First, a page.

I find that people who are naturally fiscally conservative/anti-tax can have a better attitude towards taxes if they think of the society to whom they are paying taxes as investors in the project that allowed them to make the money that is being taxed in the first place. And it’s a fairly accurate way to think about things.Report

        • Avatar historystudent says:

          As a fiscal conservative, I reject that view of how I supposedly think. My commitment to a small government and low taxes is not just a “business decision.” It is a conviction that human beings are best served by an opportunity to live their lives with a minimum of oversight by the State.

          Government has legitimate obligations, but those should be determined by a policy called subsidiarity which is an organizing principle that dictates matters ought to be handled by the smallest, lowest or least centralized competent authority. Health care and many other things which the federal government now has or wants to have power over are not wisely left to an organizer of that magnitude. Quite often individual, family, and local decision-makers are in a better position to make choices than a bureaucratic behemoth in an insulated, self-important city called Washington D.C.

          I don’t trust large organization (and that includes mega-corporations) to care properly about me, my family, and my friends and neighbors because they (large organizations) concern themselves with laws of averages and other statistics. They may (giving them the benefit of the doubt) want to do the “most good” for the most people, but the sheer scale at which they approach matters will often result in more harm than good. Bureaucrats care about meeting quotas, about the probabilities, about their programs, and in the process, individuals get lost, abused, ignored, or set aside as a part of the percentage that is statistically disposable.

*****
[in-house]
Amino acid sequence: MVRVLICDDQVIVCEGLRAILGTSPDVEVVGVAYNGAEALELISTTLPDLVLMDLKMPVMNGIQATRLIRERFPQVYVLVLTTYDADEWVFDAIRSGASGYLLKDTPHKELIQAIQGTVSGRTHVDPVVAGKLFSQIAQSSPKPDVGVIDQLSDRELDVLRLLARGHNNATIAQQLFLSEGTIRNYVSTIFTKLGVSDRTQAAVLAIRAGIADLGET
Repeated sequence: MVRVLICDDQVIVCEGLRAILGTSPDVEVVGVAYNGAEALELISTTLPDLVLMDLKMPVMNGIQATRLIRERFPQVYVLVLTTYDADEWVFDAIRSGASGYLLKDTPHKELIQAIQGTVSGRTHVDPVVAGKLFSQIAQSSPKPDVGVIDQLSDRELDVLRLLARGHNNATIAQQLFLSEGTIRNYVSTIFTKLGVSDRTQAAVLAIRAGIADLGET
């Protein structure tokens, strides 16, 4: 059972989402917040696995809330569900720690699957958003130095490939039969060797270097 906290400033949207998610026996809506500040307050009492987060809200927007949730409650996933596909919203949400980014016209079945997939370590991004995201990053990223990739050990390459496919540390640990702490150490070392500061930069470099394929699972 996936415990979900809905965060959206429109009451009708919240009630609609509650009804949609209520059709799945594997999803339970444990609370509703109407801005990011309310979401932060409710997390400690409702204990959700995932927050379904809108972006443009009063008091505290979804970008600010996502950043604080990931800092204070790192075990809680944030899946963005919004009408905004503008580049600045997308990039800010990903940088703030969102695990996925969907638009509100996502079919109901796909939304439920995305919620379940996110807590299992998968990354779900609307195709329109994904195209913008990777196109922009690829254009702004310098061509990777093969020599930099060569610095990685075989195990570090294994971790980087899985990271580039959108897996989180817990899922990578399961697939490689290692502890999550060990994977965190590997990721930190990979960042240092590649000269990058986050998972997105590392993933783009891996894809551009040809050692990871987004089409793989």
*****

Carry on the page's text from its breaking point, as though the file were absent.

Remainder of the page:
All one has to do to find a perfect example of large-scale government posing a threat to the welfare of its citizens is look at the mess our feds have made of our monetary system. If you think that the crisis is over, you had best think again. The dollar could cease to exist in the next year or two. And the continued expansion of our government’s current spending and future entitlement promises, together with its poor regulatory choices concerning banks and corporations, has brought us to this juncture. If the voters had all been fiscal conservatives and and voted in people who were likewise dedicated to subsidiarity and who understood that any government that tries to do too much must inevitably fail, we would not be where we are: very close to the edge of economic disaster.Report

          • Avatar 62across says: